The soloist here, Thomas Stacy, is principal cor anglais player with the New York Philharmonic and is, according to the notes, “the most recorded English hornist in the world”. He certainly does a good job with the material here. Note, though: he plays on a modern instrument, as do the Toronto Chamber Orchestra, though they are very well versed in Baroque style and technique.

The Bach works automatically seem more substantial, with Bach’s characteristic busy arguments in the openings of both…it’s very attractive music throughout, expertly played by musicians who clearly love this repertoire. The sound is very good…




Julian Haylock
Classic FM, August 2008

Beguillingly performed on modern instruments with historical awareness, these affectionate interpretations of Baroque treasures make for ideal late-night listening.



John Terauds
Toronto Star, August 2008

Conductor Kevin Mallon leads a modern-instrument ensemble using period-instrument playing techniques. The result is a pleasant, light, rhythmically alert sound…that matches beautifully with American oboe d’amore master Thomas Stacy’s elegant playing. It is such a mellow sounding instrument, from which Stacy coaxes every possible shade of musicality…



Giv Cornfield
The New Recordings, Cliffs Classics, June 2008

These works are all quite familiar, and Mr. Stacy plays them with smooth, elegant phrasing and lovely tone.



David Denton
David's Review Corner, May 2008

The oboe d’amore fell out of fashion at the end of the 18th century, though in the Baroque repertoire its tranquil and serene quality found much favour.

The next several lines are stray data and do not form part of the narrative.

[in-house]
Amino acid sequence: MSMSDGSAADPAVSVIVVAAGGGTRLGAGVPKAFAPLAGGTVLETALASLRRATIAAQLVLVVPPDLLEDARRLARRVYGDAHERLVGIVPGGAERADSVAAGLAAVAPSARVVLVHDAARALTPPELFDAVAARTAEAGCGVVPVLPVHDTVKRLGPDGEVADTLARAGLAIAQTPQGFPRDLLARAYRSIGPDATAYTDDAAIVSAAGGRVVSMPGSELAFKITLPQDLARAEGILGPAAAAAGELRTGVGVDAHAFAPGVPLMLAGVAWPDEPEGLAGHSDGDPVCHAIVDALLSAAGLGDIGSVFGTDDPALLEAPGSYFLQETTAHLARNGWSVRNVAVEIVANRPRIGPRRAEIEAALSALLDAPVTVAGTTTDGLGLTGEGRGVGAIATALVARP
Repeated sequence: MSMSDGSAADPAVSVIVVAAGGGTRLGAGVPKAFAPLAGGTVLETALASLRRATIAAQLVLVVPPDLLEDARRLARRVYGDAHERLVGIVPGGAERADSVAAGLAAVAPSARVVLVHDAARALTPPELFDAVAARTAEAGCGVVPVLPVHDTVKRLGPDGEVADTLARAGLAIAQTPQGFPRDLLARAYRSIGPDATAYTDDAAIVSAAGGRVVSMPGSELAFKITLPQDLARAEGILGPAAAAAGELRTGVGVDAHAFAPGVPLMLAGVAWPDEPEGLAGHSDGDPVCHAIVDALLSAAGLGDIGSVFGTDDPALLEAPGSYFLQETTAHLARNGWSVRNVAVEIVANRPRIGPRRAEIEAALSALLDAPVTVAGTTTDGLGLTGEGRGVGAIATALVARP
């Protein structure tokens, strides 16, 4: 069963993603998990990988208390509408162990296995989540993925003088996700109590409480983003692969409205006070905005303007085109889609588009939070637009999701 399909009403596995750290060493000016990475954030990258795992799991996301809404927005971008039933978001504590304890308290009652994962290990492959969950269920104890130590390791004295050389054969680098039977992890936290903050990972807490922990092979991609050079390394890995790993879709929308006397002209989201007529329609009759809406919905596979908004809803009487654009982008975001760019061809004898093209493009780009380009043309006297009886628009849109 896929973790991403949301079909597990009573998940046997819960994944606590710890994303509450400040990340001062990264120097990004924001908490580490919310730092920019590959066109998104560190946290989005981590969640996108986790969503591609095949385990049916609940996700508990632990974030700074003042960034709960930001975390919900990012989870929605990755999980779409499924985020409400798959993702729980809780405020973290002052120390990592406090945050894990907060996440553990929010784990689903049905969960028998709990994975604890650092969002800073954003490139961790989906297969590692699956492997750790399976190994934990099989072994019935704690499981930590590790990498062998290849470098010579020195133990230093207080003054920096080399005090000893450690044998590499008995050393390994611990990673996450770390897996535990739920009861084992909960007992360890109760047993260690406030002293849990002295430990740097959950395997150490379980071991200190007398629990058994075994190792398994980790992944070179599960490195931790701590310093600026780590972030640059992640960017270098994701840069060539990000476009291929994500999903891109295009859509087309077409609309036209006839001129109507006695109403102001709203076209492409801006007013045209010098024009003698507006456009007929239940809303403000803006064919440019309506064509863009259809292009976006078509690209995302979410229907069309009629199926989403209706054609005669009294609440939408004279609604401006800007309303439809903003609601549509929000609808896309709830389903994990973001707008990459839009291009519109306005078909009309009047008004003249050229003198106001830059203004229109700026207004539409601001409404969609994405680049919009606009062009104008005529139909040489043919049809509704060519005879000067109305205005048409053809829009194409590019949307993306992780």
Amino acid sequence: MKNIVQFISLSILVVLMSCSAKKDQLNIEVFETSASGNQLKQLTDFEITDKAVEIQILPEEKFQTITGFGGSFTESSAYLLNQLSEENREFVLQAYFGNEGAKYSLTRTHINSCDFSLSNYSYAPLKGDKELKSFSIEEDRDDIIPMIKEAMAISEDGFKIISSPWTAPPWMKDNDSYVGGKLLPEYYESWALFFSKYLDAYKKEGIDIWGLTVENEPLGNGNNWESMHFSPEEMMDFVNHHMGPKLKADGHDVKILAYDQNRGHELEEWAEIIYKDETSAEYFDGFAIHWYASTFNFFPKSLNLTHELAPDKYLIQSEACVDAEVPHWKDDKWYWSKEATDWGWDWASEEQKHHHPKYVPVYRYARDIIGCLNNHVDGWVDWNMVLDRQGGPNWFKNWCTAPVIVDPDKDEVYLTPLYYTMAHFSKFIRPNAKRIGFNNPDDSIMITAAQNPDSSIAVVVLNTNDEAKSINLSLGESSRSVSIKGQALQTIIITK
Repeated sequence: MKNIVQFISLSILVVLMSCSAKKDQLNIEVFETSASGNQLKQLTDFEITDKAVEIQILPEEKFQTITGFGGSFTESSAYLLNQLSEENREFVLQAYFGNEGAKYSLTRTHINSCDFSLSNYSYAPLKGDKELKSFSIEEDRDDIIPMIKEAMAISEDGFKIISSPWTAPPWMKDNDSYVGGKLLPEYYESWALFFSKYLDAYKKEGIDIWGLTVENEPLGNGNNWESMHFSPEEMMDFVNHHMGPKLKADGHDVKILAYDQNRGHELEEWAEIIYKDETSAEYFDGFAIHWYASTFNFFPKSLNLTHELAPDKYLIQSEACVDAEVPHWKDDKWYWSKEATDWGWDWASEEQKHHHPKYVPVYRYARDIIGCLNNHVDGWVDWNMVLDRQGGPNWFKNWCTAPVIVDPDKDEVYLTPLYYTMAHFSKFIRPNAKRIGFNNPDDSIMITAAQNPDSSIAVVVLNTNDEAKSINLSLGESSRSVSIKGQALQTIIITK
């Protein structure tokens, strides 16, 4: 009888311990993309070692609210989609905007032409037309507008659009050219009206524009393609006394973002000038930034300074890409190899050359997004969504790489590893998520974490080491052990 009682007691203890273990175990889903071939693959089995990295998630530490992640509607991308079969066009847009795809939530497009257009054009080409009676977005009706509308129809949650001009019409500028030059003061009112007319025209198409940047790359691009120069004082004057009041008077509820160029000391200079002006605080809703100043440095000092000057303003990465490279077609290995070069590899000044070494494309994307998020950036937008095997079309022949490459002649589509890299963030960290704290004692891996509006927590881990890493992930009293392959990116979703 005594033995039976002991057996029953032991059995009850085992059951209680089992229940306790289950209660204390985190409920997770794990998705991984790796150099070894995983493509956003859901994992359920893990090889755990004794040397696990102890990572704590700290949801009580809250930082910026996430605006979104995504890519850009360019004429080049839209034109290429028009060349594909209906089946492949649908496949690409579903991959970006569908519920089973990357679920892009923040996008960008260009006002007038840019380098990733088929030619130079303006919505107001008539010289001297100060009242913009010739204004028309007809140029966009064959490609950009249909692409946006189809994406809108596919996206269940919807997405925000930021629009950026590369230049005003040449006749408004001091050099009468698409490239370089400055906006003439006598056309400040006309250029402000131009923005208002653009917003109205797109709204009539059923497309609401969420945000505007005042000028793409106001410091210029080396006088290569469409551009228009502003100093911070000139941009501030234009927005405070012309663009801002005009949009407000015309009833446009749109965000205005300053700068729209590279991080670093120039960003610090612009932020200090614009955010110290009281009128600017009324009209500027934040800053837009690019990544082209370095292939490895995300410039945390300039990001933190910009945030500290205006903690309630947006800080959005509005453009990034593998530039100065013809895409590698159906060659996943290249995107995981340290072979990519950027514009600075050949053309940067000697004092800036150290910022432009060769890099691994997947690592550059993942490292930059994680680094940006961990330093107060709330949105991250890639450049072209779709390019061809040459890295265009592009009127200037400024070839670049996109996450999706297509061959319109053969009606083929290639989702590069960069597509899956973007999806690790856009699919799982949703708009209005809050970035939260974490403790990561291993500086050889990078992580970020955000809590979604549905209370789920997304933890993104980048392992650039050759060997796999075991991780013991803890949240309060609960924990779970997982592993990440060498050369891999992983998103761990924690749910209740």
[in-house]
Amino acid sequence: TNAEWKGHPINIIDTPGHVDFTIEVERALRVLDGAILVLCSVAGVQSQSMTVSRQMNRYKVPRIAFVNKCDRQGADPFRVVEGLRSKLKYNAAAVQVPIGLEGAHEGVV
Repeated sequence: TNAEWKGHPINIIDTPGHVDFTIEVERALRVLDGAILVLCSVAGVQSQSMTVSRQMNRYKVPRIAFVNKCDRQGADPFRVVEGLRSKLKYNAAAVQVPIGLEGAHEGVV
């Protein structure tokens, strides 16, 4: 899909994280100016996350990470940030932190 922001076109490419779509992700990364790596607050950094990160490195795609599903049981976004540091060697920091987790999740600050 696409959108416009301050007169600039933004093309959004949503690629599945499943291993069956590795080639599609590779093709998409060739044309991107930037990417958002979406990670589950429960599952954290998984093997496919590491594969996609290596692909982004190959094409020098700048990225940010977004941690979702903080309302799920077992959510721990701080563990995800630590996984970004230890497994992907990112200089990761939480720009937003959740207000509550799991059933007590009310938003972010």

Telemann wrote three concertos for the instrument, though it is open to conjecture that Bach ever composed such works. That uncertainty arises from his predilection for arranging concertos for different instruments, and only the most slender evidence exists that either concerto here recorded was originally for the instrument. The concerto in A major BWV 1055 is known in its format for harpsichord and strings, though there are those who think that the figurations in the solo part could well have suggested it was an arrangement of an earlier woodwind concerto, and if so it could have been the oboe d’amore. The D major is even more ‘cobbled’ together, this time using material from Cantatas that featured parts for the instrument. Ironically it is the two works by Bach that make the most immediate impression, the orchestral part being distinguished and much more than a routine accompaniment. They are played by Thomas Stacy, the cor anglais for the New York Philharmonic, and in that capacity has appeared with them as a soloist on many occasions. Completely at home in those deft ornamentations that are played with faultless agility, he produces a very ripe quality from his instrument, given added weight by the close microphone placement. His partners are the Toronto Chamber Orchestra conducted by Kevin Mallon. A modern instrument group, their playing is neat and well versed in modern thoughts on good Baroque style. At times I feel the music needed to be pushed forward with greater urgency, though the performances make an interesting traversal of some little known repertoire. As a sampling point try track 5, the Allegro from Bach’s A major concerto, which to my ears is the most attractive work on the disc. The general sound quality is good despite being overly generous to the soloist.